This week the FDLT Year 1 students visited the Van Gogh Immersive Experience in Leicester. It is set in All Saints Church in the centre of Leicester and is based around using Augmented Reality (AR) and Virtual Reality (VR) digital technology to experience the world and art of Vincent Van Gogh in a new way.
It begins with some background information about Van Gogh’s life using a time line, a short video and a recreation in real life of the bedroom from one of his paintings: “Bedroom at Arles”, painted in 1889.
This allows children to really step inside the painting so introducing them to it before the visit would be a good idea. Here’s some information about the painting from the Van Gogh Museum in Amsterdam.
It makes me think of how we might plan and resource imaginative play in the Early Years and beyond with the world of a painting as the focus, where we often would use stories or areas of the curriculum as the focus for the learning environment.
The next section of the experience is the immersive part that uses AR technology to bring the life and world of Van Gogh to life. Projections are made onto the walls and floor accompanied by the words of Van Gogh from his letters and diaries and some music. We were able to sit on the carpet, benches or deck chairs and immerse ourselves in the experience. Some of it was creating a sensory experience around the paintings, with water pouring from the river paintings and some brought the paintings to life by connecting them, such as when all the landscapes were displayed and a train ran through them all the way around the room.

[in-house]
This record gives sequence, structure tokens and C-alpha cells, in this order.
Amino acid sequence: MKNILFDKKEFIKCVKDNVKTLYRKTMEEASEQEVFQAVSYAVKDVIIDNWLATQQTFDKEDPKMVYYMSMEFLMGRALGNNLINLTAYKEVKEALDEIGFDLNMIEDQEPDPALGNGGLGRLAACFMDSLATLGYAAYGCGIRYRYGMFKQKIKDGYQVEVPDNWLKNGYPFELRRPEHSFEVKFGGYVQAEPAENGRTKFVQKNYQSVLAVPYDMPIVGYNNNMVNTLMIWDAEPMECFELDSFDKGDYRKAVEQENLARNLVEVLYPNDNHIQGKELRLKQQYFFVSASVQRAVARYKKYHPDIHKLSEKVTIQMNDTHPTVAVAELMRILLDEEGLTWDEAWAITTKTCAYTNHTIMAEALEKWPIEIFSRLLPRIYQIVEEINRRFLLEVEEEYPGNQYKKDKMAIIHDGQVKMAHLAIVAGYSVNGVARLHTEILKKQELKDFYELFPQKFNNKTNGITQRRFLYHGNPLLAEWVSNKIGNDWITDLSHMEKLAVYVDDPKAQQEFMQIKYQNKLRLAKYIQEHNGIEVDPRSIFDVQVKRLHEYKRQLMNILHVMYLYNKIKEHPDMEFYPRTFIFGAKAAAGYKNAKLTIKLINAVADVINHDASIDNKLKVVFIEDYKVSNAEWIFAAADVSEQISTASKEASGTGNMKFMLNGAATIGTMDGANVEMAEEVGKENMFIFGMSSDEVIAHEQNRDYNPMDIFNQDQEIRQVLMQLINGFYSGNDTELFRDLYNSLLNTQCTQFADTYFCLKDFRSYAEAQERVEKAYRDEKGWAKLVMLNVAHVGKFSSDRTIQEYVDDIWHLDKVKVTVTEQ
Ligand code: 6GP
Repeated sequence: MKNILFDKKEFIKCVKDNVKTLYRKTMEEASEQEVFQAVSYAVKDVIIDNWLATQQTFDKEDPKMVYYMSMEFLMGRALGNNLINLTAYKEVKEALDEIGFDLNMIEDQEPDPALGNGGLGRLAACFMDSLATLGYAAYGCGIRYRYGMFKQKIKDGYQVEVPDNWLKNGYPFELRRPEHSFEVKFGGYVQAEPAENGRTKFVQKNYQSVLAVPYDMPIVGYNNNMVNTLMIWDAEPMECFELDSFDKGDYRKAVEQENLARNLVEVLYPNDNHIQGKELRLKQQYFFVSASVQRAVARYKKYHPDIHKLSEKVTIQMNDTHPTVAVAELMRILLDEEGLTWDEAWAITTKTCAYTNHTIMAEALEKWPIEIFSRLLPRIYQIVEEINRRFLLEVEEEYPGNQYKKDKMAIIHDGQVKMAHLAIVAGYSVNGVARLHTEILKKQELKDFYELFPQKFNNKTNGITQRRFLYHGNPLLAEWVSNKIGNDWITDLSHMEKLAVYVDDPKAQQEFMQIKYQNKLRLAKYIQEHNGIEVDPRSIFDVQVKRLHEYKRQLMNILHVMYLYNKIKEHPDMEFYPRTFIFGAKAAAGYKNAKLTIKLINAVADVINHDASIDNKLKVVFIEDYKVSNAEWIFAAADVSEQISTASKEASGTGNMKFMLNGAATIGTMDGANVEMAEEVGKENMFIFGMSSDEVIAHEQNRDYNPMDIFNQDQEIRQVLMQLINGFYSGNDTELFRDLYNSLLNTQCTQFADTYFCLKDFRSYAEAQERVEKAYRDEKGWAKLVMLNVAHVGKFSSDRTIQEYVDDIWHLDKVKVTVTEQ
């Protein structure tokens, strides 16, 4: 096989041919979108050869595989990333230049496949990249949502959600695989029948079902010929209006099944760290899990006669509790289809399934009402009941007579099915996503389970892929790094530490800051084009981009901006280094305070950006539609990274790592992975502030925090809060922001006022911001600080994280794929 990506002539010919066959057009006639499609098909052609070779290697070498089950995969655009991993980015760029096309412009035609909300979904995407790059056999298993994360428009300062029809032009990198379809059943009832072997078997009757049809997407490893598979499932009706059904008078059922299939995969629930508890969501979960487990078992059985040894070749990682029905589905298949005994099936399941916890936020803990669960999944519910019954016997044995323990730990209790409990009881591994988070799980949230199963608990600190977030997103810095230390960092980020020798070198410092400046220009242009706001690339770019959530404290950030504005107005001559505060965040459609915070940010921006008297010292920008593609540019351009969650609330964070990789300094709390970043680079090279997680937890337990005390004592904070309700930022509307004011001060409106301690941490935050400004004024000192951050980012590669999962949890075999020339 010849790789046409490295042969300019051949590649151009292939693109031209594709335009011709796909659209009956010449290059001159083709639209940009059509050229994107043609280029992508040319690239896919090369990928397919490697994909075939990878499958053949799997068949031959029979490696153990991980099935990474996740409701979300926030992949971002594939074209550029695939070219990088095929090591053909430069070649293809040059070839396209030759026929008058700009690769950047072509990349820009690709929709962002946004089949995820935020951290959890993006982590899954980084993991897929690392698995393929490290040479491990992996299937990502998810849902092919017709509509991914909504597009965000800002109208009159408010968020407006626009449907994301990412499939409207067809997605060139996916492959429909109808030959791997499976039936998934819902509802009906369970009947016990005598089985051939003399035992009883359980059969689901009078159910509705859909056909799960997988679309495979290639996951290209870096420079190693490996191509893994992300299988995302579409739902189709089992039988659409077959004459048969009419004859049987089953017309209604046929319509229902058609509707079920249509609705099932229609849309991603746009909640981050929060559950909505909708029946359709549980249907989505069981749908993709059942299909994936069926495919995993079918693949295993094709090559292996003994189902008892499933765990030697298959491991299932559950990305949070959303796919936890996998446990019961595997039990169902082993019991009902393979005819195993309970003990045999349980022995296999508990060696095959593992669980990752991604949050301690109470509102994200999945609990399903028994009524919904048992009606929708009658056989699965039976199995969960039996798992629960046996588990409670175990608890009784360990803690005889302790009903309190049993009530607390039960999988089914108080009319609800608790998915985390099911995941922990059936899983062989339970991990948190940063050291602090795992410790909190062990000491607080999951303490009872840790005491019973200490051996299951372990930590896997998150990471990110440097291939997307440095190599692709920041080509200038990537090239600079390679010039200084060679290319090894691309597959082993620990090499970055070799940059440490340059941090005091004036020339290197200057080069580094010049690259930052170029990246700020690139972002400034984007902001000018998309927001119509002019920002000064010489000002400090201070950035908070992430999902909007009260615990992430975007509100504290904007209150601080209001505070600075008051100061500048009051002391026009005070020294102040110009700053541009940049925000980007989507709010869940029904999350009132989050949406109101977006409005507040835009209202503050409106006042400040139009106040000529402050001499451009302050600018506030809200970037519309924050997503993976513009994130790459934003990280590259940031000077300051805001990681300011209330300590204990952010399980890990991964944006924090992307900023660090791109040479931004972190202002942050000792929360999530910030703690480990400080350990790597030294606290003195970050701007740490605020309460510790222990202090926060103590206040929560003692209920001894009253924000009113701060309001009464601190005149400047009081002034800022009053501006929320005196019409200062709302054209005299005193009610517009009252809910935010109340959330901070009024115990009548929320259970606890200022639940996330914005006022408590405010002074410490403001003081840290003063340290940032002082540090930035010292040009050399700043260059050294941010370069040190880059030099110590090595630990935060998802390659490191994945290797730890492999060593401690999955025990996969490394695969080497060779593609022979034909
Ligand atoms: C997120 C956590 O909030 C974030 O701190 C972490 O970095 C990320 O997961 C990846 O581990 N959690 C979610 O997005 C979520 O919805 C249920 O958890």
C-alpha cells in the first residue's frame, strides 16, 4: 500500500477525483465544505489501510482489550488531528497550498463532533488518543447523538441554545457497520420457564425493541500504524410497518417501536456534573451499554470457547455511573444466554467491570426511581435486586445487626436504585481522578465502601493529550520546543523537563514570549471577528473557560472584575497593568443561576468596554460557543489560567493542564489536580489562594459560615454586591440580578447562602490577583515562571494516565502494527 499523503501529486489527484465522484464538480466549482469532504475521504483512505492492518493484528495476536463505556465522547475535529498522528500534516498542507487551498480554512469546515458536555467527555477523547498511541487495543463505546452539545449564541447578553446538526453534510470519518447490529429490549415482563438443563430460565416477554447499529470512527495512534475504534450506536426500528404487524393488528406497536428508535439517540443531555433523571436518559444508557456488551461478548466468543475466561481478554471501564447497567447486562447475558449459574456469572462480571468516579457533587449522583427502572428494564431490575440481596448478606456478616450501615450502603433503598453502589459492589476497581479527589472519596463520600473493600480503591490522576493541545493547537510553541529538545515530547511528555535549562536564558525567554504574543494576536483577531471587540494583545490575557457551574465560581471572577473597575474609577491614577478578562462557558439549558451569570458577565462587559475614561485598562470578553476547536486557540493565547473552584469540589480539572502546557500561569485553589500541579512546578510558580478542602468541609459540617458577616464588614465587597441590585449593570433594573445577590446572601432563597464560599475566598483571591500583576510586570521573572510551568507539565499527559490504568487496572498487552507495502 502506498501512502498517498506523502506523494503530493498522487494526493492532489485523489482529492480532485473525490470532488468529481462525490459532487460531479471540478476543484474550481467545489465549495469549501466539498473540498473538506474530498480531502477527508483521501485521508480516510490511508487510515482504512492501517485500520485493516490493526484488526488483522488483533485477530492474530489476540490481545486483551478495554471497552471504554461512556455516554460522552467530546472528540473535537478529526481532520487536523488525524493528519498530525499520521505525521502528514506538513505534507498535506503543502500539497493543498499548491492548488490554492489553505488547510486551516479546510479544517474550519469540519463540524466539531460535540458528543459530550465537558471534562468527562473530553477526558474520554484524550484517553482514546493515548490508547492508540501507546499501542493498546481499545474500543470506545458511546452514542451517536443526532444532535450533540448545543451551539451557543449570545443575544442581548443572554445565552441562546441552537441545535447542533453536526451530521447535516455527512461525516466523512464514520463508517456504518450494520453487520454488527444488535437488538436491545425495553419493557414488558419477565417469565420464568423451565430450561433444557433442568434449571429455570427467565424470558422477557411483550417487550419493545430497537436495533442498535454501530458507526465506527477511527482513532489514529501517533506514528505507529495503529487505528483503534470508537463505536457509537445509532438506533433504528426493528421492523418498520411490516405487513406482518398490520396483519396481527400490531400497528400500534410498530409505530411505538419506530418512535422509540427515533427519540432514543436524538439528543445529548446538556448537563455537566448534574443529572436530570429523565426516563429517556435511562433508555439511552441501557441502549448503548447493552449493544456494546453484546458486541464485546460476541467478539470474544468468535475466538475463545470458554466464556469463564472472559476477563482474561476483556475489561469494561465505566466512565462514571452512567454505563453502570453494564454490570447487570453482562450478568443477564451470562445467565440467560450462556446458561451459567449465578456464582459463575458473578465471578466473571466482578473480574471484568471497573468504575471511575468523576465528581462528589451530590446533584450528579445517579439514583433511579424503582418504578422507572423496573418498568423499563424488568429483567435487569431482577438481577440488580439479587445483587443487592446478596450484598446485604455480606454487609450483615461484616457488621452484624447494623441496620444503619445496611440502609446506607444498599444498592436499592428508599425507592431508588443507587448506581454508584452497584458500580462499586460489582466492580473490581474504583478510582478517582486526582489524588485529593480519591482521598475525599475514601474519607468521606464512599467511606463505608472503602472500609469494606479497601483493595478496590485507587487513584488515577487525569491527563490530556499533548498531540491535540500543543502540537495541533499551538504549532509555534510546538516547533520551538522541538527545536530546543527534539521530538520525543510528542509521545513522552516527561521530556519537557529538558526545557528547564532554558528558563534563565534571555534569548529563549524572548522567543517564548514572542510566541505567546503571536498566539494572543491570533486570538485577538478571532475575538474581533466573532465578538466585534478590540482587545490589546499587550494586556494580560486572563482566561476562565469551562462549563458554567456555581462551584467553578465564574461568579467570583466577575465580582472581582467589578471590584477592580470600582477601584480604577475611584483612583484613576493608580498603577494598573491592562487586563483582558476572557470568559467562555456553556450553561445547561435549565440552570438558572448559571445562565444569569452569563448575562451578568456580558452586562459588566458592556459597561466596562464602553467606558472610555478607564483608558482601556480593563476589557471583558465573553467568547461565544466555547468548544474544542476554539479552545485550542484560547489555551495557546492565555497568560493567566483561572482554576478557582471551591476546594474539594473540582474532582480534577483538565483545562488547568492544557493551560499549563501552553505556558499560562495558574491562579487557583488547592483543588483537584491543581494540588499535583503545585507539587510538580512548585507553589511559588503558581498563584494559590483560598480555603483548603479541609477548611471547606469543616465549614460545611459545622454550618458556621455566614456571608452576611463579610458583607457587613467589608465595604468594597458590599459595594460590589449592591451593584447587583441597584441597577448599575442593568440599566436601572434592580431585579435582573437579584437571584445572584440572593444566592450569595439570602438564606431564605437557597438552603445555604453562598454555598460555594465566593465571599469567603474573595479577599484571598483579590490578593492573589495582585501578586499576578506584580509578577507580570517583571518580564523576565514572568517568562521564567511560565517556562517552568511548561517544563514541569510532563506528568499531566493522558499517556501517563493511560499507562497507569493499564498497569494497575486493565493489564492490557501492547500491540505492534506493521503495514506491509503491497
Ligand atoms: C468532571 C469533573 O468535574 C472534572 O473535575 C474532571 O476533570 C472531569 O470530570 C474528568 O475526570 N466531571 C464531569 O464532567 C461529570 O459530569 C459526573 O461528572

The next section contains some activities for children – drawing on blank walls with crayons and drawing and uploading their sketches into a display using a QR code.
The final section was for the students to put on VR headsets and fully be taken into another world! This started in Van Gogh’s bedroom and then took us outside to explore the landscape that inspired some of his paintings. This really allowed us to see his inspiration and what he created in response to it.
Taken altogether the students experienced the life and art of an artist in a number of different ways: it would be interesting to see how this could be used to support and inspire learning for pupils of a range of ages, as well as some of the challenges that they might need to overcome.
Dede et al. (2017, p.4) define this kind of digital experience as “Immersion in a mediated, simulated experience (VR, MUVE, or AR) involves the willing suspension of disbelief.” This is an approach that we often use with pupils in the classroom in stories and drama and so exploring how digital techniques might develop this further is an interesting idea. You can explore some other classroom approaches to AR using mobile devices in this digital book.
Dede C.J., Jacobson J. and Richards J. (2017) Introduction: Virtual, Augmented, and Mixed Realities in Education. In: Liu D., Dede C., Huang R. and Richards J. (eds) Virtual, Augmented, and Mixed Realities in Education. Singapore: Springer. pp.1-19.